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MailTribune.com
  • Getting out alive

    The county animal shelter's euthanasia rate is down, but will never reach zero
  • Congratulations are in order for the staff and volunteers of the Jackson County Animal Shelter, whose hard work and dedication are making the facility more efficient, modern and, most importantly, a less lethal place for the animals who end up there.
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  • Congratulations are in order for the staff and volunteers of the Jackson County Animal Shelter, whose hard work and dedication are making the facility more efficient, modern and, most importantly, a less lethal place for the animals who end up there.
    The shelter became of the focus of community concern in December 2011, when a family cat captured along with feral animals was mistakenly identified as feral and euthanized despite carrying an implanted microchip identifying his owners.
    County officials subsequently asked the Oregon Humane Society to review the shelter's operations and recommend changes. The OHS report said the shelter's rate of euthanasia was higher than it should be, and said medical care of the animals was inadequate. At the same time, the report praised the shelter's cleanliness and said its staff was well-intentioned.
    Now, a smaller percentage of cats and dogs are put to death and medical care has become a higher priority. The reduced euthanasia rate is the result of several factors, including more aggressive efforts to adopt out animals, a policy of accepting fewer animals in the first place and better technology to reunite lost pets with their owners.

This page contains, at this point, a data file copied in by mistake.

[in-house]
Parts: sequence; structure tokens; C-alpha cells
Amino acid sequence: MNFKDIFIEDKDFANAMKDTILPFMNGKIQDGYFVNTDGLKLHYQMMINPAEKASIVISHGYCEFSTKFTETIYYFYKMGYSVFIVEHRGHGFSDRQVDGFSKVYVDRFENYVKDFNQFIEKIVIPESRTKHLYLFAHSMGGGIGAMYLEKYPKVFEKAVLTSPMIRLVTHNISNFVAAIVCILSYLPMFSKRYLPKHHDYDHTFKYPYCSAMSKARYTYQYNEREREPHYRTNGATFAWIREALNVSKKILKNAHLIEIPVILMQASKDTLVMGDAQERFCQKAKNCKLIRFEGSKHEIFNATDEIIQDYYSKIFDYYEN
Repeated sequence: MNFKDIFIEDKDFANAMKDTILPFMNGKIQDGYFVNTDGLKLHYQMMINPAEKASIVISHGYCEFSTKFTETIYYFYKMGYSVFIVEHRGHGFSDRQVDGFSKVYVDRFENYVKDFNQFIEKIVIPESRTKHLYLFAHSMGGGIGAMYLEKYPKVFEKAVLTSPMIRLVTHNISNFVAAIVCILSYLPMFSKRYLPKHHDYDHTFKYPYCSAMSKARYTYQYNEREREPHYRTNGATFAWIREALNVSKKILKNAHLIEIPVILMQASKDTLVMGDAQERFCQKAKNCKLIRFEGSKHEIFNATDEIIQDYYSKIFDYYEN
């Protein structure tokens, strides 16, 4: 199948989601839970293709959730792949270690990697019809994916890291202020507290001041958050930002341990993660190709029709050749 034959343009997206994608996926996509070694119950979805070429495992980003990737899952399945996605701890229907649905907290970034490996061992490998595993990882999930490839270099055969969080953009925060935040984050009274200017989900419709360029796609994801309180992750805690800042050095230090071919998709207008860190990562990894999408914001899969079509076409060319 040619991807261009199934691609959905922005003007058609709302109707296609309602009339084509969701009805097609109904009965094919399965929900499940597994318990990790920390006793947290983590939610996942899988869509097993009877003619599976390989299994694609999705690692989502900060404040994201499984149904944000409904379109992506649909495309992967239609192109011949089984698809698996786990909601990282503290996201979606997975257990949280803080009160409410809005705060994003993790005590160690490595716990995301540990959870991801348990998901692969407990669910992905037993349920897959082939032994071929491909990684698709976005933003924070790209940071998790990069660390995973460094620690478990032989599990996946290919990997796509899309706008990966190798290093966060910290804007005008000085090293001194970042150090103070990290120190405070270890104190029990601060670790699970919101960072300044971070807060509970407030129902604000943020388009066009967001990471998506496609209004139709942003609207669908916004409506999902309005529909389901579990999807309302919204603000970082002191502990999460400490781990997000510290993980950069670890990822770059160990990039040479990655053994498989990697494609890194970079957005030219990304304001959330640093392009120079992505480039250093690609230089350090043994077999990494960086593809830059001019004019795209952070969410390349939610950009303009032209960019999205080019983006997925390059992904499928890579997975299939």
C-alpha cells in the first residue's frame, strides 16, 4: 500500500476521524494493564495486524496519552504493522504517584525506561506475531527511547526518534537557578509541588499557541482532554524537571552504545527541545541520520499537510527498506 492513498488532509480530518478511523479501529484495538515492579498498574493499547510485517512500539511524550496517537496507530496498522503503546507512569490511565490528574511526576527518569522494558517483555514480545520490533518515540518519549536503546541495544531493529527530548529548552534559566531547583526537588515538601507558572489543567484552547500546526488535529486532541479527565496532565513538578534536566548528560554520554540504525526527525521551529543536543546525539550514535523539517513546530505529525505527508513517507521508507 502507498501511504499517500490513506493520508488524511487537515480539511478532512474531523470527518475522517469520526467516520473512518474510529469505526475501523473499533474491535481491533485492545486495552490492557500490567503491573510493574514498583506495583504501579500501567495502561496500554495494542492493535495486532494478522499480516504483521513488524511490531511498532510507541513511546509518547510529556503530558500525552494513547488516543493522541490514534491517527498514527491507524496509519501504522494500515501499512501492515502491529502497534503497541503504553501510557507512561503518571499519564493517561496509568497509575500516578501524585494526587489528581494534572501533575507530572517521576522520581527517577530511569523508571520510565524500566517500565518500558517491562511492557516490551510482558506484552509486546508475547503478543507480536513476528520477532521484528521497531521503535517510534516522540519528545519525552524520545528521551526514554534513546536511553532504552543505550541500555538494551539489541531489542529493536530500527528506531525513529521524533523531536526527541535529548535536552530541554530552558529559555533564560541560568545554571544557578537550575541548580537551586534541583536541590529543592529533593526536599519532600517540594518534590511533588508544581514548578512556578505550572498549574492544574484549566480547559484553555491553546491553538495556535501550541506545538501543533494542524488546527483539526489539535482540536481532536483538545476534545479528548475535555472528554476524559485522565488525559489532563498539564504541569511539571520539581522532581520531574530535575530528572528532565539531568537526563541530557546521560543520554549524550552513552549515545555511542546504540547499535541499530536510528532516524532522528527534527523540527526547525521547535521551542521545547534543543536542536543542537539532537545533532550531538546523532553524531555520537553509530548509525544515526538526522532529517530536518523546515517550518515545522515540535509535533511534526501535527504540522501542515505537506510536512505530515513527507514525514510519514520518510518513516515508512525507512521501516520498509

Shelter staff now scan animals three times for embedded microchips to account for different manufacturers, and a new program offers free rides home to licensed animals who wind up at the shelter.
    These are all positive developments, but the unfortunate fact is that a certain number of animals always will need to be euthanized. The county shelter is the destination of last resort for stray and feral animals, and does not have the luxury of declaring itself a "no-kill" facility.
    One of the changes that has helped reduce the euthanasia rate is the reduction in the number of animals accepted. The shelter has accomplished this by referring more people bringing in animals to the Southern Oregon Humane Society shelter or Committed Alliance to Strays, where the entire focus is on adoption.
    That's a positive development, but there is not an unlimited number of people in the county willing to adopt a pet. Ultimately, euthanasia is the regrettable but inevitable end for many unwanted animals.
    The 10 paid staff members and 300 volunteers of the Jackson County Animal Shelter deserve the thanks of the community for taking on this essential and unenviable job.
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